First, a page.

NEW YORK (Reuters) – U.S. stocks rose on Thursday, as signs of strength in the economy and higher-than-expected profit at FedEx outweighed more warnings about Europe.
The U.S. equity market continued its familiar back-and-forth rotation between optimism about the U.S. economy and fears that Europe’s debt crisis could spark a global recession.
Lately the fear trade has been winning, as Wall Street fell to its lowest level in two weeks on Wednesday.
But FedEx Corp (FDX.N) boosted the market’s sentiment. Shares shot up 8 percent to $82.47 after the package delivery company, viewed as an economic bellwether, reported stronger-than-expected quarterly profit.
The news from FedEx, along with two strong regional manufacturing surveys and other data, was welcomed after some high-profile companies recently warned about falling profits. On Thursday, Honeywell International (HON.N) said Europe’s slowing economy would take a toll on orders. Honeywell’s stock rose 1.7 percent to $52.41.
Tim Ghriskey, chief investment officer of Solaris Asset Management in Bedford Hills, New York, said the question for investors is whether the U.S. economy can grow if European economies stalled.
“Can the U.S. go it totally alone? No. But the rest of the world, with the exception of Europe, we are pretty positive about. We don’t think it’s going to fall apart,” he said.
Data showed weekly applications for unemployment insurance fell to a 3-1/2 year low, while a gauge of New York state manufacturing activity rose to its highest level since May and another measure of factory activity in the mid-Atlantic region showed a surge in new orders.
The Dow Jones industrial average .DJI was up 45.33 points, or 0.38 percent, at 11,868.81. The Standard Poor’s 500 Index .SPX was up 3.93 points, or 0.32 percent, at 1,215.75. The Nasdaq Composite Index .IXIC was up 1.70 points, or 0.07 percent, at 2,541.01.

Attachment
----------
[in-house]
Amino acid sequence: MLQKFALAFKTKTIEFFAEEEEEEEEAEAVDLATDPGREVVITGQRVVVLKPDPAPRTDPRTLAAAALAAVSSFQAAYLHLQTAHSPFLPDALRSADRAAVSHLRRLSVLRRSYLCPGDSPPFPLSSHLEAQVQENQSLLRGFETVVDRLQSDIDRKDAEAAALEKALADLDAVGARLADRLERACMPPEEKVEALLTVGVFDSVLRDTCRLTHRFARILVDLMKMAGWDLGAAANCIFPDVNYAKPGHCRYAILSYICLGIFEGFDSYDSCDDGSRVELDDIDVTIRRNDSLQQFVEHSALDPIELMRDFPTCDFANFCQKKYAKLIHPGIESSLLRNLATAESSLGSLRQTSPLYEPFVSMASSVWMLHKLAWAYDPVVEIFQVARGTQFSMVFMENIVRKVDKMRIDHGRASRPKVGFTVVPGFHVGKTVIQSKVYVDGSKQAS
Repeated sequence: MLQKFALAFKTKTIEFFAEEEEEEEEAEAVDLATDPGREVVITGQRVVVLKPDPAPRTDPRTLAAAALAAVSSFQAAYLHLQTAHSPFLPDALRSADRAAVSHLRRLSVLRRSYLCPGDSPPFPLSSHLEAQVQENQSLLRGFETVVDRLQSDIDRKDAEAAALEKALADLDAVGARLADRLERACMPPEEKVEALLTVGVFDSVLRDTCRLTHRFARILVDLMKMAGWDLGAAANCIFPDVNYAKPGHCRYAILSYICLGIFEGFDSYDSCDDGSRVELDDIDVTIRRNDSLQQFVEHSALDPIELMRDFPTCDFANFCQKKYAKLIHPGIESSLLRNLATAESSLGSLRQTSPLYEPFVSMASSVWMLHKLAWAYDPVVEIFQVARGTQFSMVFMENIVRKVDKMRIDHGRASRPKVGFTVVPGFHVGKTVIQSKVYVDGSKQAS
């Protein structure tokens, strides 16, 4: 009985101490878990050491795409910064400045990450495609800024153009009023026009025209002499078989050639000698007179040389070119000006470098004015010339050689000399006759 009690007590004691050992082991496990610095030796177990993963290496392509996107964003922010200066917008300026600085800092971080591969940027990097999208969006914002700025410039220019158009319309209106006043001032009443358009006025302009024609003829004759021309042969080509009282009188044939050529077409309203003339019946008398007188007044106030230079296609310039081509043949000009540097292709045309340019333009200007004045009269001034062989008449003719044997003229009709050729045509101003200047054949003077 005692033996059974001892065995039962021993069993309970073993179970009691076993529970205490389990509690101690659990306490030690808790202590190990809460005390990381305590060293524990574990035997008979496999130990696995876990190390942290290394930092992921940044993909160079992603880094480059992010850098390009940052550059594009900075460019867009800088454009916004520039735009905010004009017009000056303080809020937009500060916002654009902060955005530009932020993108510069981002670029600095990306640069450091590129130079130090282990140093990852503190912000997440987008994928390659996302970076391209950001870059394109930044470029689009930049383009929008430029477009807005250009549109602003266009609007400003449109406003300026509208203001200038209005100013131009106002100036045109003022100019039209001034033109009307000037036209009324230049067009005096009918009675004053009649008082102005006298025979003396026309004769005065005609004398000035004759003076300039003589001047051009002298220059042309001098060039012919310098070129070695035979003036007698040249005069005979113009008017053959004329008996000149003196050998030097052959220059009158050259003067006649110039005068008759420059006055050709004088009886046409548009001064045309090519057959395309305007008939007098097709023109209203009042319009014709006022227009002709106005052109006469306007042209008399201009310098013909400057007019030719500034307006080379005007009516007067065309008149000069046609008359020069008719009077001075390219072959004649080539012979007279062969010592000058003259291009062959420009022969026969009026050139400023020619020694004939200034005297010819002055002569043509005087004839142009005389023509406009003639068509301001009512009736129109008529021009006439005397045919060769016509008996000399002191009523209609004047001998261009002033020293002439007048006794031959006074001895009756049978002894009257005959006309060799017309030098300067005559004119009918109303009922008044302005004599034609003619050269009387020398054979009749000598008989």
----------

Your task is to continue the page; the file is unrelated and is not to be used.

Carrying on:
Trading was volatile ahead of Friday’s quadruple witching expiration when not only equity options expire, but also stock index futures, stock index options and individual stock futures.
Earlier, stocks pared some of their gains after Christine Lagarde, the head of the International Monetary Fund, said the world economic outlook is “quite gloomy” and will require action by all countries to head off an escalating crisis that carries risks of a global depression.
The market’s gains were concentrated in defensive sectors such as utilities, suggesting uncertainty was causing risk-takers to put their portfolios in neutral as the week nears an end, said Chad Morganlander, portfolio manager at Stifel, Nicolaus Co in Florham Park, New Jersey.
“Unfortunately austerity without a plan for structural changes will cap economic growth and potentially could bleed into earnings. Going into the new year, portfolio managers are squaring their books for that scenario,” Morganlader said.
“There’s a continued rotation into safety and stability in a global austerity environment.”
Big-cap technology shares slipped, including Apple Inc (AAPL.O) off 0.3 percent to $378.94 and International Business machines (IBM.N), which fell 0.7 percent to $187.48.
Novellus Systems Inc (NVLS.O) jumped 16.3 percent to $40.37 a day after it agreed to be bought by larger rival Lam Research Corp (LRCX.O) for $3.3 billion in stock.
Michael Kors Holdings Ltd (KORS.N) shares jumped 21 percent to $24.20 in their debut on the New York Stock Exchange after the luxury goods company went public at $20 per share on Wednesday, above the expected range. The stock climbed as much as 25 percent to a session high at $25.23.
About 6.72 billion shares changed hands on the New York Stock Exchange, NYSE Amex and the Nasdaq. On the NYSE, advancers beat decliners by a ratio of 18 to 11, and on the Nasdaq, 13 shares rose for ever 10 that fell.
(Reporting by Angela Moon; Editing by Kenneth Barry)